New bye-law threatens Irish pike
Countless thousands of Irish and international anglers are outraged and shocked as the Designated Salmonid Waters Bye-law was yesterday, October 25th, signed by Richard Bruton, TD, the new Minister for Communications, Climate Action and Environment alongside Seán Canney, TD, the new Minister of State for Rural Affairs and Natural Resources with responsibility for fisheries.
Whilst the new legislation, already being dubbed the ‘anti-pike bye-law’, purports to offer additional protection to wild brown trout stocks through welcomed improved biosecurity measures and the prohibition of non-native species introductions, the grim reality is that the legislation primarily allows for the continued persecution and increased culling of pike (Esox lucius) on the seven designated wild brown trout waters, namely Loughs Corrib, Mask, Conn, Cullin, Carra, Arrow and Sheelin – water bodies which account for some 26% of the total surface area of freshwater lakes in Ireland.
“The new Designated Salmonid Waters Bye-law will now allow an angler to kill up to FOUR pike per day of ANY size on the seven designated wild brown trout lakes”
Until this new legislation came into effect, specimen pike (fish over 30lbs in weight) in all Irish waters were protected and catch and release was mandatory, with an angler legally allowed to take only one pike per day under a 50cm length limit. The new Designated Salmonid Waters Bye-law will now allow an angler to kill up to FOUR pike per day of ANY size on the seven designated wild brown trout lakes. The key role of pike, an apex predator, in freshwater habitats is universally understood and accepted in modern times and the ecological damage that could result from this indiscriminate pike ‘bag limit’ is far reaching. This includes impacts to wild trout stocks through increased pike numbers resulting from the culling of larger pike, a phenomenon consistently observed when larger predators are removed from a population.
The bye-law was initially drafted by Seán Kyne, TD, who previously had responsibility for inland fisheries but has recently taken up a new role as Government Chief Whip and Minister with Responsibility for the Gaeltacht. The new bye-law completely and conveniently ignores not only the latest genetic evidence that pike are in fact native to Irish waters (Pedreschi et al., 2014) but also the recent pike diet research by Inland Fisheries Ireland (IFI) which concluded that pike do not preferentially feed on brown trout in Irish lakes, as had been vehemently maintained by pro-pike culling advocates.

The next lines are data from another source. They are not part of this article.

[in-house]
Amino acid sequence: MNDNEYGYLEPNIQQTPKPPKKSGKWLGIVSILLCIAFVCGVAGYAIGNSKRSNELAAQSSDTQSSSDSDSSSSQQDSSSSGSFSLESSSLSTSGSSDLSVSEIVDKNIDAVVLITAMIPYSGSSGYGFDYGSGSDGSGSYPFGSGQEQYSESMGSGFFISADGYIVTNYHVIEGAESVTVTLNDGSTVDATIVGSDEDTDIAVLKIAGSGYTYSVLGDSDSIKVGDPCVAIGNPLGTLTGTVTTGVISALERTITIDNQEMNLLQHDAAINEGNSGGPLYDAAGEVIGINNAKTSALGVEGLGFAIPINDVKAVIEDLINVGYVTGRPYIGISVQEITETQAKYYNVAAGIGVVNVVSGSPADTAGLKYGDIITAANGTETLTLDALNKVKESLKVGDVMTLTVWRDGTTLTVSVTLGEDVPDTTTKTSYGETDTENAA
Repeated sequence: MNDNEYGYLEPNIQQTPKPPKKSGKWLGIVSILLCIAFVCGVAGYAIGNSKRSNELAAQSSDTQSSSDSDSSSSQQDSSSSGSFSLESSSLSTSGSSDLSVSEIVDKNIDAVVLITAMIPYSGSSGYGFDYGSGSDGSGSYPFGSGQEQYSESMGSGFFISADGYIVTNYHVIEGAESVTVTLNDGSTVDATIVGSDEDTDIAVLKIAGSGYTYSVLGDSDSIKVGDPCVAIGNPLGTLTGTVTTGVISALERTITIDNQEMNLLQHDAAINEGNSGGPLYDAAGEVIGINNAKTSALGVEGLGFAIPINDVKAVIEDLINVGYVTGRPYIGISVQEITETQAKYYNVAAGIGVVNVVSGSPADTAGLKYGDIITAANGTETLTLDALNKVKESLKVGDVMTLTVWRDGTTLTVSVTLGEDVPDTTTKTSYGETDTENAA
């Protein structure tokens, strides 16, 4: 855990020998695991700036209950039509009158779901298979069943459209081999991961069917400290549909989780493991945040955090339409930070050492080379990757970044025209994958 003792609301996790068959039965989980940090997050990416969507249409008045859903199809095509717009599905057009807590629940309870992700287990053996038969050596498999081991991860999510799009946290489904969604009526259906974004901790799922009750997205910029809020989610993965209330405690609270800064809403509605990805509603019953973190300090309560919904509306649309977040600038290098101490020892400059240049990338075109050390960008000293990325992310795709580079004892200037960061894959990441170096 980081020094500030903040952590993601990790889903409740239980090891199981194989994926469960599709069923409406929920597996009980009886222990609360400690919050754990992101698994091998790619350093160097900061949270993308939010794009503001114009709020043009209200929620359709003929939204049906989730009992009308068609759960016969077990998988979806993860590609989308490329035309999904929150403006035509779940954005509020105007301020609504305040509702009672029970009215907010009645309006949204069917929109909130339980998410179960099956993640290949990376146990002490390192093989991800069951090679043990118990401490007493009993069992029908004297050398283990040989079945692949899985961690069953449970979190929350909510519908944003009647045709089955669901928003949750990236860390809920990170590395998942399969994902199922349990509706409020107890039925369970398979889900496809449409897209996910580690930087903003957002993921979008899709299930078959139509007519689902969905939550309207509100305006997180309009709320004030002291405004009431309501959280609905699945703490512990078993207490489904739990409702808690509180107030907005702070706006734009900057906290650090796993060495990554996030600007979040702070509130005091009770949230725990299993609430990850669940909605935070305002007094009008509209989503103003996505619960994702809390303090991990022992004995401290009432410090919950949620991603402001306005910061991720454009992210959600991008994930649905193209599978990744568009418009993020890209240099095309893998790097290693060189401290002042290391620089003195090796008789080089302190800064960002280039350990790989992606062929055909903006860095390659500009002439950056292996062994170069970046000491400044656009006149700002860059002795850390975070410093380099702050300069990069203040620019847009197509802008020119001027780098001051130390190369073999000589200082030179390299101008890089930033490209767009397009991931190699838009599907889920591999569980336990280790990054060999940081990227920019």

Unbelievably, not only has the new bye-law been enacted without the advice or any consultation with the statutory body (IFI), but it was written in advance of both the pike diet study (IFI, 2018) and the results of a two-year long review process by all stakeholders, the recommendations of which are due shortly.
Given the above and the fact that pike angling is worth over €100m to the Irish economy annually (NSAD, 2015 ), there is no justifiable scientific nor economic rationale for the drafting of this new bye-law, nor was there any attempt to provide it at any stage.
There is no doubt that wild Irish brown trout require better protection, as water quality continues to decline nationwide and anthropogenic (man-made) impacts worsen. The immense value, both recreational and economically, of the seven designated wild brown trout waters cannot be understated. However, the total failure, or perhaps unwillingness, of both Minister Kyne and now Ministers Bruton and Canney, to acknowledge and accept the latest scientific evidence in relation to the fisheries management of the seven designated wild brown trout lakes is inconceivable and raises serious questions regarding the motivation behind this new legislation.
The Irish Pike Society (IPS), who condemn the signing of the new bye-law (here) on both scientific and economic grounds, are set to challenge the new bye-law in the High Court in due course as well as organise mass protests against the decision.
Help raise funds for the High Court challenge against this bye-law here